In this instance, the disciples were not, necessarily, at fault. Previously, in Nazareth, Jesus had been unable to perform many miracles because of the unbelief of its inhabitants – Unbelief is the real problem in this story –  (Mark 6:1-6).

The reference to the “faithless generation” is directed to the crowd more than to the disciples. The gospel of Mark uses “generation” five times and never applied it to the twelve disciples. Most often, it refers to the generation of Jews that was contemporary with Jesus – The one that rejected him (Mark 8:12 [twice], 8:38, 9:19, 13:30).

(Mark 9:14-29) – “And coming to the disciples they saw a large multitude around them, and Scribes discussing with them…And one out of the multitude answered him, Teacher! I brought my son to you, having a dumb spirit, and wherever it seizes him it tears him and he foams and grinds his teeth, and wears himself out; and I spoke to your disciples that they should cast it out and they could not. But he, having answered, said, ‘O faithless generation! How long shall I be with you? How long shall I bear with you? Bring him to me!…And when he had gone into a house his disciples privately were questioning him, ‘Why, were, we, not able to cast it out?’ And he said unto them, ‘This kind by nothing can come out except by prayer.’” – (Parallel passages – Matthew 17:14-21, Luke 9:37-42).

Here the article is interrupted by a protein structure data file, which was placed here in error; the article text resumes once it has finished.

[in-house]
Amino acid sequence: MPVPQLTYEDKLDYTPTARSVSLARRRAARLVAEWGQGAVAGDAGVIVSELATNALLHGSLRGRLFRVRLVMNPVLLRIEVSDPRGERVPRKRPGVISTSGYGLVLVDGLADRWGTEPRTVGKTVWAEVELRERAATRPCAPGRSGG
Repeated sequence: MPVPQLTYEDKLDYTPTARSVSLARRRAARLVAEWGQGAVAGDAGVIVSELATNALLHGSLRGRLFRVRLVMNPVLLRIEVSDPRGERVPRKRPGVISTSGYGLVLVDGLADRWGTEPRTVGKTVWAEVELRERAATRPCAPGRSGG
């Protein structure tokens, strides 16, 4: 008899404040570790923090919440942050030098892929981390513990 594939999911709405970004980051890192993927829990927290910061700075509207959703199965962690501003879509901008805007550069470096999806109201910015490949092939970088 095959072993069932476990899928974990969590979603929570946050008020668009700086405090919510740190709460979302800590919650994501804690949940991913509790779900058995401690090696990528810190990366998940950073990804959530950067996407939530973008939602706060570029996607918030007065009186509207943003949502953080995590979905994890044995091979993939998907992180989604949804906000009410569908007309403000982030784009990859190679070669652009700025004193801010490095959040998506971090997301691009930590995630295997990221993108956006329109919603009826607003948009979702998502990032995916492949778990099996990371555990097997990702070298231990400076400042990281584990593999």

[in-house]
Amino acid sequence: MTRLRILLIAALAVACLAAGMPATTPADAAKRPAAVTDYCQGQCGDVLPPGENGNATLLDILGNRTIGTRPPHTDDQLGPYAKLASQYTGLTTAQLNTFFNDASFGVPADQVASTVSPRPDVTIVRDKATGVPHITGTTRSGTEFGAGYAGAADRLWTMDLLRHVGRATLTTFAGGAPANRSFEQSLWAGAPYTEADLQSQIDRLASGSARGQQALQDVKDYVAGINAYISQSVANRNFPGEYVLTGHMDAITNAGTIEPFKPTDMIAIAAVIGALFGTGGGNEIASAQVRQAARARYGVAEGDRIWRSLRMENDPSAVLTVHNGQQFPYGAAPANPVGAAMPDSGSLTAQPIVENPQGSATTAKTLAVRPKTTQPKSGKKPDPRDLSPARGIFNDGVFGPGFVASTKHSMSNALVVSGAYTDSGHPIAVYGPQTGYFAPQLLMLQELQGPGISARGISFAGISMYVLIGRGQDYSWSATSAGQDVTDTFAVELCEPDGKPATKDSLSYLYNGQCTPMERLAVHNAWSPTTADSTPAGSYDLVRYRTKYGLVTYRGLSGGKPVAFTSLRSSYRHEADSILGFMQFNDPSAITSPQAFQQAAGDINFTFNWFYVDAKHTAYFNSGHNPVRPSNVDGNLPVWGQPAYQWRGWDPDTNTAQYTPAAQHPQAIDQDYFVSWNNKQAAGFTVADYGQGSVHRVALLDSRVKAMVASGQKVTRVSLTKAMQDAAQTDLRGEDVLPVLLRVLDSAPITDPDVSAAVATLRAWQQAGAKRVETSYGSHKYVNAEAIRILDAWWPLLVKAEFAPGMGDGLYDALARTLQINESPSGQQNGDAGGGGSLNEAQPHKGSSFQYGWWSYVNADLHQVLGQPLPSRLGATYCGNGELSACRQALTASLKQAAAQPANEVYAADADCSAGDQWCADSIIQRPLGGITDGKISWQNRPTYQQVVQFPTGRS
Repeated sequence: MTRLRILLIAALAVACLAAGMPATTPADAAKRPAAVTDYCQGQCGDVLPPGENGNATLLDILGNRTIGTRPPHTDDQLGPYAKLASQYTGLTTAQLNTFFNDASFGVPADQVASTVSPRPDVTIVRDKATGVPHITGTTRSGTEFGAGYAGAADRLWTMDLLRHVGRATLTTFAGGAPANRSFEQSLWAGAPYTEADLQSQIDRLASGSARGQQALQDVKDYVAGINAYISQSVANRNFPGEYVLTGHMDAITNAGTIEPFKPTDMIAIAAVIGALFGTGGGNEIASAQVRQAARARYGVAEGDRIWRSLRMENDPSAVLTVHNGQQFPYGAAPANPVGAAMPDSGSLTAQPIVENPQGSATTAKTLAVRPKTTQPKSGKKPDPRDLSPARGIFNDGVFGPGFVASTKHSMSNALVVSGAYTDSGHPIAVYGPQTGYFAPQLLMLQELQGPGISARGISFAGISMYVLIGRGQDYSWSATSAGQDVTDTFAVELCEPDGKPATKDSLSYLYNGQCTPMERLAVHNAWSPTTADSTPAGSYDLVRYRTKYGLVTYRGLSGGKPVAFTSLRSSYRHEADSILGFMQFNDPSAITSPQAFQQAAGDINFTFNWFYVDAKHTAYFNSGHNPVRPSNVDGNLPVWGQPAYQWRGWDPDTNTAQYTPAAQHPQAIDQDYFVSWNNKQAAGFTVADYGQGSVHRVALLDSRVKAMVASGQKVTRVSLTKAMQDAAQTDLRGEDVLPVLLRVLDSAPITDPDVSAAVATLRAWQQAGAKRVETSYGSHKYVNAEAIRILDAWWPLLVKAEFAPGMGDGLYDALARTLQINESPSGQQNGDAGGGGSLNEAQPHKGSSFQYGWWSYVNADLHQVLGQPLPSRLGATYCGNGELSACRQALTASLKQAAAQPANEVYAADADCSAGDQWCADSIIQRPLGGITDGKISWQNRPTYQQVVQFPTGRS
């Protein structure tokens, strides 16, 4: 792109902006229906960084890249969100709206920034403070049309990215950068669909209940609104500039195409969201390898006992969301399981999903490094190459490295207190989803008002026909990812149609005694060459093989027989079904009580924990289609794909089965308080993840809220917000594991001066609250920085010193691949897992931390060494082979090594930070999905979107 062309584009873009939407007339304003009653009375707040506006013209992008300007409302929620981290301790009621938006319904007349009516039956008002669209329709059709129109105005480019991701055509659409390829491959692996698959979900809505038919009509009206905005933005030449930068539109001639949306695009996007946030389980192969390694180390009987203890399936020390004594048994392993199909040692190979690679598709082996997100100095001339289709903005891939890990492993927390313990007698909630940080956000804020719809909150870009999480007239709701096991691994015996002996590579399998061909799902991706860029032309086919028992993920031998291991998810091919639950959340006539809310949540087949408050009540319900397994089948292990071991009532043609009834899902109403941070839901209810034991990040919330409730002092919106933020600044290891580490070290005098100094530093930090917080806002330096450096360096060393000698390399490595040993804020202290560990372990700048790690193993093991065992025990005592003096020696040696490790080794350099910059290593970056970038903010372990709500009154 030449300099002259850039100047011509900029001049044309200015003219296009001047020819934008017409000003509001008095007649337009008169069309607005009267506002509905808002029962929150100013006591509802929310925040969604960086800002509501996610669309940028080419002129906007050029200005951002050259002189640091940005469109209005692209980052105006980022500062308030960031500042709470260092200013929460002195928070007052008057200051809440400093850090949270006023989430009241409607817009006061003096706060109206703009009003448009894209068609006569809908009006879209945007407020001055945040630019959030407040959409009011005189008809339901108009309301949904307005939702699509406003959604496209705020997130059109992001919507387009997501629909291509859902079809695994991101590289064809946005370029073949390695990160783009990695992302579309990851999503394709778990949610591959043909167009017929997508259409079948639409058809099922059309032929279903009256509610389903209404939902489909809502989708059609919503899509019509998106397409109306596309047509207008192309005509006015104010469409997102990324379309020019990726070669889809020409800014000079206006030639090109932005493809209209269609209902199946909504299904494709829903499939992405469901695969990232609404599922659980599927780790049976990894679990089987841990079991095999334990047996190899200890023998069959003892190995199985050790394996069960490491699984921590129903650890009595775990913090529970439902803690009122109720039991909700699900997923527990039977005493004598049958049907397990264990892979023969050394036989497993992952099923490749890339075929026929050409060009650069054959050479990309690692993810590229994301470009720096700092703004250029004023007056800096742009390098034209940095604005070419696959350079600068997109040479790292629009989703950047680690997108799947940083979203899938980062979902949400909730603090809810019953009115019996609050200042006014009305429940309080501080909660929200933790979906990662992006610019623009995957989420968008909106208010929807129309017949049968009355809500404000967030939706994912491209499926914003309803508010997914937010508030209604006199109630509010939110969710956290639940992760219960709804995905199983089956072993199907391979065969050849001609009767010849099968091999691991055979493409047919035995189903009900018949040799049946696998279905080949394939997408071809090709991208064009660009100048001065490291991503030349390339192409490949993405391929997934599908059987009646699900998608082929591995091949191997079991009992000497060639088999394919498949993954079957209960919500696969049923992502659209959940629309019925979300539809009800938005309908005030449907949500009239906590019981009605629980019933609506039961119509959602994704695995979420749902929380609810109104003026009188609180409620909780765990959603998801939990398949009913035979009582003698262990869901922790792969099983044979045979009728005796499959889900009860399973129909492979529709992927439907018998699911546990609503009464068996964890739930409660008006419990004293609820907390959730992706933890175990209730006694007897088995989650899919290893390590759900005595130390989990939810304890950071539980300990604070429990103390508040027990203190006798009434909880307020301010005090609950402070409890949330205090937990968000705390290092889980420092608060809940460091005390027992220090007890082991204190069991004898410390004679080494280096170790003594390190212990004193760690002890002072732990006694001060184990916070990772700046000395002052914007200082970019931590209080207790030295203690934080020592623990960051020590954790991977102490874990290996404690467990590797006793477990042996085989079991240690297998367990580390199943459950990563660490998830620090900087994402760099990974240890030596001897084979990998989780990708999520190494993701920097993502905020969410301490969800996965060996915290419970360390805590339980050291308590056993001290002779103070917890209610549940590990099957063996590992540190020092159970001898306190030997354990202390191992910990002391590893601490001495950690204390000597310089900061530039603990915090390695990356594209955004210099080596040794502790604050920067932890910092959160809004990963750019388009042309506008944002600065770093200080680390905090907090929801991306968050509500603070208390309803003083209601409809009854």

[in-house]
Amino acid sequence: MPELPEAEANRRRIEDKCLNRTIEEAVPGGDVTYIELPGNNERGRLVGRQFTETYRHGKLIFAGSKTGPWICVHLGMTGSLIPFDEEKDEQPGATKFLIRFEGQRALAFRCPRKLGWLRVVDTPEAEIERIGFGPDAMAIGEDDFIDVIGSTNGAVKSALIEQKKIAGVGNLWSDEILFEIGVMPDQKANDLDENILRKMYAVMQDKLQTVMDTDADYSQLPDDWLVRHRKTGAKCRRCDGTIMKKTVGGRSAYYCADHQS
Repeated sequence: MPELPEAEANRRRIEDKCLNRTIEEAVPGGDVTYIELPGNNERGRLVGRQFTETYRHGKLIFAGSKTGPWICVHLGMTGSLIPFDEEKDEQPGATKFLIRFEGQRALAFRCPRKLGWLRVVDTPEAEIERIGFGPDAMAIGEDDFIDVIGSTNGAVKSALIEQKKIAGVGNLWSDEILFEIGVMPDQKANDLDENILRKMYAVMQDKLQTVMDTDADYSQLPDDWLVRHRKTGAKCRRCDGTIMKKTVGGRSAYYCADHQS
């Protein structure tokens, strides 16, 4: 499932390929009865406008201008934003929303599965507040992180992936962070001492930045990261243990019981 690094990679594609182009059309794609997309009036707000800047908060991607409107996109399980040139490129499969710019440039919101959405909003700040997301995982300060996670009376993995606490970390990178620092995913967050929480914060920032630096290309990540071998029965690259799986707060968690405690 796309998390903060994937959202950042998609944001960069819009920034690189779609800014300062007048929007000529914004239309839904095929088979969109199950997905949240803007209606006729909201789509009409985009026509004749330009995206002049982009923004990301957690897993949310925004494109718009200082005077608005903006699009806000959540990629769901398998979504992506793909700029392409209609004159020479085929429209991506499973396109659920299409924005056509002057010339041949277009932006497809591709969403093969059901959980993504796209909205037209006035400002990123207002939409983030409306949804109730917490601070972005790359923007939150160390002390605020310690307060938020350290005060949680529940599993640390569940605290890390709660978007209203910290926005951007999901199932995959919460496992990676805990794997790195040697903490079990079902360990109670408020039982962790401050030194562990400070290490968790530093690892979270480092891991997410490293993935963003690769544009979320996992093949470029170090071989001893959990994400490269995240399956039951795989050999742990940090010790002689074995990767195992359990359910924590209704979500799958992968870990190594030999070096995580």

Some commentators suggest from the description that this was a case of epilepsy, not genuine demon possession. However, Jesus, as presented in the account, treated it as a genuine case of demon possession, and acted accordingly. Further, in the past, the unclean spirit had forced the boy to throw himself into fire or water in its attempts to destroy him. Typically, epileptics do not attempt to kill themselves when experiencing seizures when they are incapacitated.

The response by Jesus to the pleas of the boy’s father demonstrated the problem was not unwillingness or inability on his part to deliver the boy but unbelief – (“As for this, ‘if it be possible to you?!’, all things are possible to him who has faith,” and, “help my lack of faith!”).

There was doubt expressed in the words of the father and he pleaded for Jesus to help his unbelief.

Verse 29 reads, “This kind (of demon) can come out by nothing except by prayer.” The King James Version adds the words “and fasting” to the end of the statement – (“This kind can come forth by nothing, but by prayer and fasting”). These two words are missing from many of the most authoritative Greek manuscripts. It is all but certain that a later copyist added them to the original text. Moreover, the sudden introduction of fasting into this context is odd since the subject figures nowhere in the story.

The problem was the lack of faith, not any failure to fast or engage in other ritualistic practices. Jesus routinely exorcised demons by a simple word of command without verbal formulas or religious ceremonies. Prayer, taking one’s requests to God, is an expression of genuine faith.